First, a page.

Latta has witnessed changes in the Rookwood market, especially in recent years as prices tapered and interest fluctuated. Rookwood’s Iris glaze, a clear high-gloss line that was once the indisputable king of the company’s production, is now sometimes topped by the pottery’s Vellum line, a matte glaze that has steadily attracted more attention, in part because it has been more affordable.

“There are probably more Iris glaze pieces out there than there are buyers,” Latta said.

The best of the Rookwood at the show included an unusually large Sea Green vase having a hand-decorated scene of fish swimming past coral. Standing 14½" high, the bulbous piece was priced at $50,000 by Treadway Gallery, Cincinnati.

Rookwood’s Standard glaze, readily identifiable by its brown ground, continued to get mixed reviews. “It all depends on the artwork,” said Maxine Weitz of Vimax Antiques, Brooksville, Florida. “You get people who either love them or hate them.”

Small examples of Standard glaze can still be found for less than $200. As with other art pottery, size, shape, decoration, and the artist come into play in determining value. Among the Rookwood Standard glaze items offered by Weitz was a 1906 vase showing teasel, 8¾" high, tagged $975.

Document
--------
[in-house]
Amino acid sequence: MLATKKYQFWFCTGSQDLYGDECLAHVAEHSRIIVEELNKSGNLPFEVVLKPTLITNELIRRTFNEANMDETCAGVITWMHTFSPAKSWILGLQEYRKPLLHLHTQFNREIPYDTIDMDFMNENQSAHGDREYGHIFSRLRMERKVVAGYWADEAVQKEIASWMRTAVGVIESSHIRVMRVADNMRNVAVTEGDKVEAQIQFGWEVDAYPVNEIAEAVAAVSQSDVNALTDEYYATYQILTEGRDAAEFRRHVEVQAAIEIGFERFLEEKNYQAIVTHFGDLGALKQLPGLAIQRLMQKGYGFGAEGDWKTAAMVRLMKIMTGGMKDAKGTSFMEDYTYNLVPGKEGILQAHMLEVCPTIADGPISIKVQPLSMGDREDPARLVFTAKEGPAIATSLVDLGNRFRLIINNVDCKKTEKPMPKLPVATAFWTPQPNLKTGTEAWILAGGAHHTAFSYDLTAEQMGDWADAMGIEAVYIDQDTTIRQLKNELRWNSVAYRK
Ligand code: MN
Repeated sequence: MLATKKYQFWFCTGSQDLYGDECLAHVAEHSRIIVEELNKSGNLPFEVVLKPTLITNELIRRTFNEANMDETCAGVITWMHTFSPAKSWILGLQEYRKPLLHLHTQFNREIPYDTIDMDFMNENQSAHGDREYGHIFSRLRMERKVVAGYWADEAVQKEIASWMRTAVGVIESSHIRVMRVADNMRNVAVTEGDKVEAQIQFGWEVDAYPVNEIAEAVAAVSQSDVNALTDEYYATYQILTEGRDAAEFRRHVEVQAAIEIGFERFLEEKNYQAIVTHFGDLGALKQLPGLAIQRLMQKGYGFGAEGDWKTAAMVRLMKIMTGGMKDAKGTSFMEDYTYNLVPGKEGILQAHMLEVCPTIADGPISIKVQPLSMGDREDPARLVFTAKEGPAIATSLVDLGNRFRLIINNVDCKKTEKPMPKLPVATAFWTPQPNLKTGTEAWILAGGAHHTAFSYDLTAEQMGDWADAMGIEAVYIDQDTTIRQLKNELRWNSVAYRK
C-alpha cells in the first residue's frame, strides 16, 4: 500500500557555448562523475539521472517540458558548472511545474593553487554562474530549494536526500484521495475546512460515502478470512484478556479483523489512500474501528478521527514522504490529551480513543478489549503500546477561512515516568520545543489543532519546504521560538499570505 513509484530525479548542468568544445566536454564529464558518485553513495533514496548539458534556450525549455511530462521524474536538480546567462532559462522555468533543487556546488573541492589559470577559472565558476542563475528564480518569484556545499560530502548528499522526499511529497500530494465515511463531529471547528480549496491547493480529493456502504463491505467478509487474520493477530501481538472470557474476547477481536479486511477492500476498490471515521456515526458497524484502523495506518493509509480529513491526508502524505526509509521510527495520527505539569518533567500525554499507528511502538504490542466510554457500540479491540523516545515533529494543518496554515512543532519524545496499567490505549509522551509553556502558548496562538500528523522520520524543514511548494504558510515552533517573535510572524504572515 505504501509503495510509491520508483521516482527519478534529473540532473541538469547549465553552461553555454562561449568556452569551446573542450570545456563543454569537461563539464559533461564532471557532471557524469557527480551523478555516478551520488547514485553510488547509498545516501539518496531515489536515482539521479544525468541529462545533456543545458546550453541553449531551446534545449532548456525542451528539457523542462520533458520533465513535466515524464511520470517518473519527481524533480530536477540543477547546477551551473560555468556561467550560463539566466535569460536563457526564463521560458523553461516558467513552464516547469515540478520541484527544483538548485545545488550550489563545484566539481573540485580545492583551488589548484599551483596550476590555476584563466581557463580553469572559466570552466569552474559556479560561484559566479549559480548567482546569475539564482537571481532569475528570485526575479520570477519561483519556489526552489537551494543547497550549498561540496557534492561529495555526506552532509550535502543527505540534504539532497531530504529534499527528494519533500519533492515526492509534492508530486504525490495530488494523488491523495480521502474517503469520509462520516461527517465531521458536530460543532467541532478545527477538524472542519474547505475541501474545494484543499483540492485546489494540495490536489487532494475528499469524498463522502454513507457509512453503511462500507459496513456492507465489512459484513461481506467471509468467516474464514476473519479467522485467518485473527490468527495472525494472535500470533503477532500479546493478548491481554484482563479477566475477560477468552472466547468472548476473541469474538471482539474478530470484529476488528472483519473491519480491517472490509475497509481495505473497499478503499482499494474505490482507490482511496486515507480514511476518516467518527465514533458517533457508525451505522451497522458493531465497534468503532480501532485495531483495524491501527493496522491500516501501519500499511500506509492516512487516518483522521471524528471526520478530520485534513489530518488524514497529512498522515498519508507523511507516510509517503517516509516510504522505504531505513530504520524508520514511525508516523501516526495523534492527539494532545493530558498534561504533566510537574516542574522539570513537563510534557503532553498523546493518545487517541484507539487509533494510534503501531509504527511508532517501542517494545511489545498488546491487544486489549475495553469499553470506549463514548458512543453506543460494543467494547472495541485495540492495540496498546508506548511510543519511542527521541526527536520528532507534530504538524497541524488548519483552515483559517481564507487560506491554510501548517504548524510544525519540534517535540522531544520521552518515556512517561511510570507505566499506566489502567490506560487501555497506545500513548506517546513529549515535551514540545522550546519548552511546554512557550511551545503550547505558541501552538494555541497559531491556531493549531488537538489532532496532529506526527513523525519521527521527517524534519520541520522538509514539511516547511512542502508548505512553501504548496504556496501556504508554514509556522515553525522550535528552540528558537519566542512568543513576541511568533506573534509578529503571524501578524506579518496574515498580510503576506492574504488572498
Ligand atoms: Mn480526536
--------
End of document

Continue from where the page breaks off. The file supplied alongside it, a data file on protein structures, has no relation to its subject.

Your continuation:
One clear emphasis across the floor was Pillin Pottery, due in part to added exposure from the only reference book dedicated to the subject, Pillin Pottery, published in 2012, which was written by Jerry Kline and Mike Nickel.

Kline set up at the show. “Pillin is holding its price and then some,” he said.

That’s a considerable change from years ago. Kline recalled 20 pieces of Pillin being offered at a show in Los Angeles in the late 1990s. No one took notice. “It’s not like that today,” he added.

Now the trouble with the studio pottery, which Kline described as “Chagall- or Picasso-like,” is that it often disappears from the market as soon as it’s offered. “Pillin has become harder and harder to find,” he said. “A lot of it sits in large collections.”

Certain motifs do better than others. “Nudes and cats—those two will fly off the shelf, and it doesn’t really matter what it’s priced.”

A number of pieces sold early in the show. The best of the remaining material available midway through Saturday’s session included a 9" vase hand-painted with three women priced at $2495 by Barbara Gerr of Galloway, New Jersey.

The show as a whole, however, couldn’t be defined by a few pottery lines. This was the Wild West of American art pottery, and everyone was armed. Variety and prices spanned a huge gap. There were inexpensive items, such as a Pigeon Forge mouse figurine marked $37.50. And there were upper-end pieces. A Medusa vase made by Cowan Pottery, one of only two examples known and the only one decorated, was tagged at $29,500 from Steve Schoneck of Newport, Minnesota. A Beatrice Wood double-handled vase having five Aztec-like figures, 15" high, was $12,000 from William M. Bisland III of Cedar Rapids, Iowa.